Not bad for riding the ‘jaw boning’ horse!

  16. Curious Spectator says:

    The minuscule purchase of $456 million makes the corporate bond purchase more suspect. If it was $456 billion I would think that, in their misguided way, they were trying to help the Market.
    $456 million, on the other hand, is not enough to provide liquidity or prevent the market from binding up or move inflation. $456 million is enough to bail out a friend who is on the losing end of a fallen angel trade or in some other trouble. It is such a small amount that no one will look to close. But those bonds have to be bought from someone, and with an amount that small it is likely only bought from a select someone who is likely sleeping with the Fed buyers (figuratively or literally). If I had any training in forensic accounting I would look into this. Luckily I don’t have that skill because I don’t want to be Epstein.

    • Wolf Richter says:

      Curious Spectator,

      You can check the individual bond trades the Fed did in August. It did about 242 trades, each in the range of $1-$5 million each, across corporate America. Just about all the big-name companies are in it from AbbVie to Zoetis. You can actually look at each trade, including date of trade, price paid, amount purchases, CUSIP number, etc.

  17. David H says:

    Wolf – could it be because they are anticipating getting an agreement on further stimulus in Washington, and also the huge cash pile in the TCB that they have to inject into the economy when they are allowed by congress to do so? Add to that the money in mutual funds and say in retail investors accounts and we have enough liquidity for the next 10 years!

  18. Sir.PiratePapirus says:

    To be sure Wolf it’s much more than expectations managing. Don’t forget the broader context of where everything else was priced, and what took place during the mini crash. Without the backdrop of treasury yields yielding nothing, and corporate debt in general crashing the way it id, you would not have had a rally in junk regardless what the Fed had said. The Fed managing expectation more often than not comes after the fact. It is not to say that it is not a factor, but usually those expectation managing exercises from the Fed amount to mostly providing another reason to do what one would have done anyway at some point, the Fed being the catalyst. There is a question against this point that goes something like.. “Would junk be where it is if it wasn’t for the Fed managing expectations?” It would not, but a broader and more realistic question is “What was junk doing pre covid? The answer is it traded where it is now, one could say well…there was no virus risks then, however there was a similar amount of balance sheet risk even then as there is now. It seems that yields for corporate debt no matter the rating are going lower because of something much bigger, and that in my mind is the fact that there is no where else to put money, the Fed has depressed yields for treasuries and credit across the board and so has the ECB BOJ long time ago, with fewer and fewer opportunities to put money at work and have something to show for, it is understandable that money would then enter into riskier trades in junk. Managing expectations at this point is like a magician who has prepared for a month all his contraptions, who then casts a spell for 5 seconds to mesmerize everybody. It is the skills with the contraptions that matters not the spell.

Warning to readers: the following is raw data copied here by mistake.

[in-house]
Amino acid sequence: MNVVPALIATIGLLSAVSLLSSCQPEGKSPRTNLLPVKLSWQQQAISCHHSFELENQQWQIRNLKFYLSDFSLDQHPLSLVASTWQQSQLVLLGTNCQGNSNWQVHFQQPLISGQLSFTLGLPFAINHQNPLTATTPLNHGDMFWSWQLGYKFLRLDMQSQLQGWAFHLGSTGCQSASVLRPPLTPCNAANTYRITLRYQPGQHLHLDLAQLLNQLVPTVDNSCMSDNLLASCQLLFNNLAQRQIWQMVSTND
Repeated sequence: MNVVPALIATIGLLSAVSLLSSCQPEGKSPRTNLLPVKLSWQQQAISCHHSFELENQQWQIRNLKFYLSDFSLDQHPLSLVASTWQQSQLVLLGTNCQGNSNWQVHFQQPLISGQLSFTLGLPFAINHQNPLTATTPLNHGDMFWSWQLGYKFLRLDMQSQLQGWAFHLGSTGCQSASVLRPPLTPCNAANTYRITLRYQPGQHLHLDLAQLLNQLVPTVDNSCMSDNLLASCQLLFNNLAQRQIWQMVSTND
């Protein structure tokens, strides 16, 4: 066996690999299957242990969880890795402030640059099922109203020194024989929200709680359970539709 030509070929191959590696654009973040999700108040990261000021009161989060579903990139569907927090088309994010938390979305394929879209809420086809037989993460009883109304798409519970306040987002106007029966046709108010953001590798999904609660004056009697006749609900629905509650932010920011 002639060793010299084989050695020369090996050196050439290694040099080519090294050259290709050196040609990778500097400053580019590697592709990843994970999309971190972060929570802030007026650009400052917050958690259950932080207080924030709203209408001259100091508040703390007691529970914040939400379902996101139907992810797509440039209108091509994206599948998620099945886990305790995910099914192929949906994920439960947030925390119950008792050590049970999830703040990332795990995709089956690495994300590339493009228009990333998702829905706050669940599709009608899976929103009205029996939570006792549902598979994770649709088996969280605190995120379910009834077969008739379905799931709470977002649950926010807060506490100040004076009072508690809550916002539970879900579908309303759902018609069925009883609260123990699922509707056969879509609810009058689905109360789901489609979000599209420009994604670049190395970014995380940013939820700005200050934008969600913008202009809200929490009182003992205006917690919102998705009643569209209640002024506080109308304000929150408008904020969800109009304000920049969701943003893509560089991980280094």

19. MonkeyBusiness says:

    Still think the Fed will end up with 10 trillion in their balance sheet before the end of the year.

    A lot of the dollars will head overseas though.

    • Wolf Richter says:

      MonkeyBusiness,

      It better hurry up because that’s where it is right now — hung up on $7 trillion:

      • Happy1 says:

        But the question is what the Fed would do if the market drops 50% again. I think we all know the answer now, massive intervention.

  20. MonkeyBusiness says:

    I always love it when Yahoo Finance comes up with headlines like the following: “2 reasons fears of a dot-com style tech bubble are overblown”.

    “Companies are making money”. So? Cisco, Microsoft, etc were all making money too back in 2000. And right now we have plenty of unprofitable companies like Uber, Lyft, etc.

    And of course, there’s the whole P/E.

  21. SeanW says:

    Hi, I saw your recent interview with Chris Martenson at Peak Prosperity and visited your site. In this article, under point 1, “It bought no bond ETFs”, you show a screenshot of a spreadsheet. How would I see that or see a list of the securities that have been purchased by the Federal Reserve?

    • Wolf Richter says:

      SeanW,

      I linked the PDF from the Fed in the article. Click on it. It has a link in it that gets you to the summary page. There is a link where you can download the spreadsheet and see all the details.

  22. harry hv says:

    Are we talking about the Fed or the Blackrock SPV here? And can we smell a situation where Blackrock is buying and if it goes up they keep it but if it goes down it’s delivered into the SPV? For example, in a month where bonds went up the SPVwill be unchanged?

Comments are closed.